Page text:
AD&D Policies, ERISA and the Intoxicated Driver
It seems that, running up to the holidays, the First Circuit and the district courts in the circuit chose to issue several particularly interesting, some would say even compelling, ERISA decisions. And why not? What lawyer wouldn’t want to receive a detailed analysis of one issue or another under ERISA for the holidays? I know I would. So over the next few posts, I will try to run these cases down for you. And while I make a certain light of it, the truth of the matter is that these are particularly interesting decisions, often presenting detailed and thorough discussions of particular points of importance in the realm of ERISA litigation and practice.
I thought I would begin with Stamp v. Metropolitan Life Ins. Co., out of the District Court for Rhode Island which, interestingly, took up the exact same issue under ERISA that David Rossmiller raised - only in his case, out of the Fourth Circuit - of whether an intoxicated driver’s death is an accident, and thus covered, under an ERISA governed accidental death and dismemberment policy, or instead is not.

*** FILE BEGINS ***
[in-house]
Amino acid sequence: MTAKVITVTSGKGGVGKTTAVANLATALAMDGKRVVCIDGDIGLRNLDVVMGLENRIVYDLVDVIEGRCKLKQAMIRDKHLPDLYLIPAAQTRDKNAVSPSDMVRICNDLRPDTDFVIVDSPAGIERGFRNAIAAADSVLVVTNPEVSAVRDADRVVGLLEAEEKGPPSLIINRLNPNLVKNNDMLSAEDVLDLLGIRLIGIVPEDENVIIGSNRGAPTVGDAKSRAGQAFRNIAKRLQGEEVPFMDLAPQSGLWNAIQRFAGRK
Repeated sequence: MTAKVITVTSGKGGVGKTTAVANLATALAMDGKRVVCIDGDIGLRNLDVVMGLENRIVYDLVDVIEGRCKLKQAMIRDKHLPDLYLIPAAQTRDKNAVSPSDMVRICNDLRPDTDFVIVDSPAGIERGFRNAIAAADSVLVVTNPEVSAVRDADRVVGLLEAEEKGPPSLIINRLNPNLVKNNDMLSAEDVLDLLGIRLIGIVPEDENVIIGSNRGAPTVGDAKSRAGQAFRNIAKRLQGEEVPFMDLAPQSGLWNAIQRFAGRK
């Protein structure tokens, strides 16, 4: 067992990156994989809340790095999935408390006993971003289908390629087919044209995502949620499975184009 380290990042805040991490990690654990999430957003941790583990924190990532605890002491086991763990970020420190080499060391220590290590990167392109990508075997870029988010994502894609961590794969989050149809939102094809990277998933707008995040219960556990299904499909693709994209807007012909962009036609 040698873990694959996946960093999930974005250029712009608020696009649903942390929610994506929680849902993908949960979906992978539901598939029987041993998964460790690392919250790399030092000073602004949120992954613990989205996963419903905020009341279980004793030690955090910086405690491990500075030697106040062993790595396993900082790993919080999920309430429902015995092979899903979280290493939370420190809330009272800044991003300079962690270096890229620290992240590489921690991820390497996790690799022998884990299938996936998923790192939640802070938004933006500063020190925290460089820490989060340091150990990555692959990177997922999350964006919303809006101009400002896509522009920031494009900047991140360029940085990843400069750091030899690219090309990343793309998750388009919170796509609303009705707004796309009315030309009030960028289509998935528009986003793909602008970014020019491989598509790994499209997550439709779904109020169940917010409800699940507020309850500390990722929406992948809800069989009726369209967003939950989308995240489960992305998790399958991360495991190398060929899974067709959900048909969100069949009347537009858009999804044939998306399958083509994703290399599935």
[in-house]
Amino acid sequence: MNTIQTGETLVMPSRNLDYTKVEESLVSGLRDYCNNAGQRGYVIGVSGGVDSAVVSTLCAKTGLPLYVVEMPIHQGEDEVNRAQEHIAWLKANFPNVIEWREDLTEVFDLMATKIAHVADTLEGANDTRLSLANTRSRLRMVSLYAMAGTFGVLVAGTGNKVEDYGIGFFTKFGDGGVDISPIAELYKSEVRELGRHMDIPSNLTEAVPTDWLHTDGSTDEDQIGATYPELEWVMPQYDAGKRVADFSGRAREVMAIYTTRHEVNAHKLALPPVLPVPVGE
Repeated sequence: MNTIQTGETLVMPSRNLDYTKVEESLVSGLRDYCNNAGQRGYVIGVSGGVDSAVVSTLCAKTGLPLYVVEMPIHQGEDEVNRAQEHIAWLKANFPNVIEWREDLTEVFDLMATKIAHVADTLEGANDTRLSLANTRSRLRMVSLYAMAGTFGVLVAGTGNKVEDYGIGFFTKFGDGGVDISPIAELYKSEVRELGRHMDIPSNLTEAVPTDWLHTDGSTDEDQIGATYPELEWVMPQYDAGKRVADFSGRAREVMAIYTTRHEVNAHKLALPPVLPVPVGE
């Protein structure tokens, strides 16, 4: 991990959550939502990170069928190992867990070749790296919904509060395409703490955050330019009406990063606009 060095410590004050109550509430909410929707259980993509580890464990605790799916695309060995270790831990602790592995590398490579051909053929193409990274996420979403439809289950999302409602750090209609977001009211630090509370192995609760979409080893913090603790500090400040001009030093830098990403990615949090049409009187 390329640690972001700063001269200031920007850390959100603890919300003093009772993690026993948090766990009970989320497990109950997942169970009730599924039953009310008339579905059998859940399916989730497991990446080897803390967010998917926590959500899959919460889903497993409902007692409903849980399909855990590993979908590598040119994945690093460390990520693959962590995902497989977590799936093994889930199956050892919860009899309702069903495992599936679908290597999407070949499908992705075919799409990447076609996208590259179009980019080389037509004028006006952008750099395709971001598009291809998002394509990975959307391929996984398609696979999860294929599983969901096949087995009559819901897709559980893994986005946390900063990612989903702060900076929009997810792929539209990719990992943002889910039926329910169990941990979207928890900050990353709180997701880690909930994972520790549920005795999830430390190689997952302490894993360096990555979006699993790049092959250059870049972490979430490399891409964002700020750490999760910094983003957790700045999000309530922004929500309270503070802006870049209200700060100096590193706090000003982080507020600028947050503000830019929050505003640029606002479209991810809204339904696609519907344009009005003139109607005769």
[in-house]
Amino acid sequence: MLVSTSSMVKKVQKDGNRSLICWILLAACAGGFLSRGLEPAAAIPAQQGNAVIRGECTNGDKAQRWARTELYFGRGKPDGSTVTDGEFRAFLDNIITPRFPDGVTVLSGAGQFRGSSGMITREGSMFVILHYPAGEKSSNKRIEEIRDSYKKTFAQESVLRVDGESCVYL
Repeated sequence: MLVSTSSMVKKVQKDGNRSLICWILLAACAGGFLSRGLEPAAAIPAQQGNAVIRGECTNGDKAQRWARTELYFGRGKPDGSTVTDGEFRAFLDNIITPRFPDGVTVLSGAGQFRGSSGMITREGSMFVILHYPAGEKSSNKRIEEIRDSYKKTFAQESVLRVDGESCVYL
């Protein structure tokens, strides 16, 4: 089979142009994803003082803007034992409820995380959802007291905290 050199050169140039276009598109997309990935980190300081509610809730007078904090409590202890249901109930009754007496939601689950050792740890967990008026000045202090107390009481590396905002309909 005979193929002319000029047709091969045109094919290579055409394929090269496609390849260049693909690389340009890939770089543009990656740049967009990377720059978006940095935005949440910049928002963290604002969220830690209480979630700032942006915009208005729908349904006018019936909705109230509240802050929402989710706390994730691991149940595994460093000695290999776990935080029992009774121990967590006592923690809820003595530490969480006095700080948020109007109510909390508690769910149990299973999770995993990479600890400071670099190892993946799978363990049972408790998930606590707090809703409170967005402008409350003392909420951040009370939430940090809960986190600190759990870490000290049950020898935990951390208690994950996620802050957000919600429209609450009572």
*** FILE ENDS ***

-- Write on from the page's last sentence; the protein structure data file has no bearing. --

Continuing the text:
In Stamp, the district court addressed almost the exact same fact pattern, and applied what has come to be known as the Wickman test to determine whether such a death should be deemed an accident. Here, the district court recognized that there is a split in authority on this question, but concluded that the plan participant’s level of intoxication was such that the death was “highly likely” and therefore not an accident. Based on this reasoning, the district court concluded that the administrator’s determination that the “death was not accidental is reasonable and supported by substantial evidence in the record.”
And finally, as a brief and not particularly important aside, the court also provides an entertaining digression as to whether Mark Twain, or instead Benjamin Disraeli, deserves the credit - or perhaps the blame - for one of my favorite quotes, that "there are three kinds of lies: lies, damn lies, and statistics." The District Court judge concluded that Twain remains responsible for it.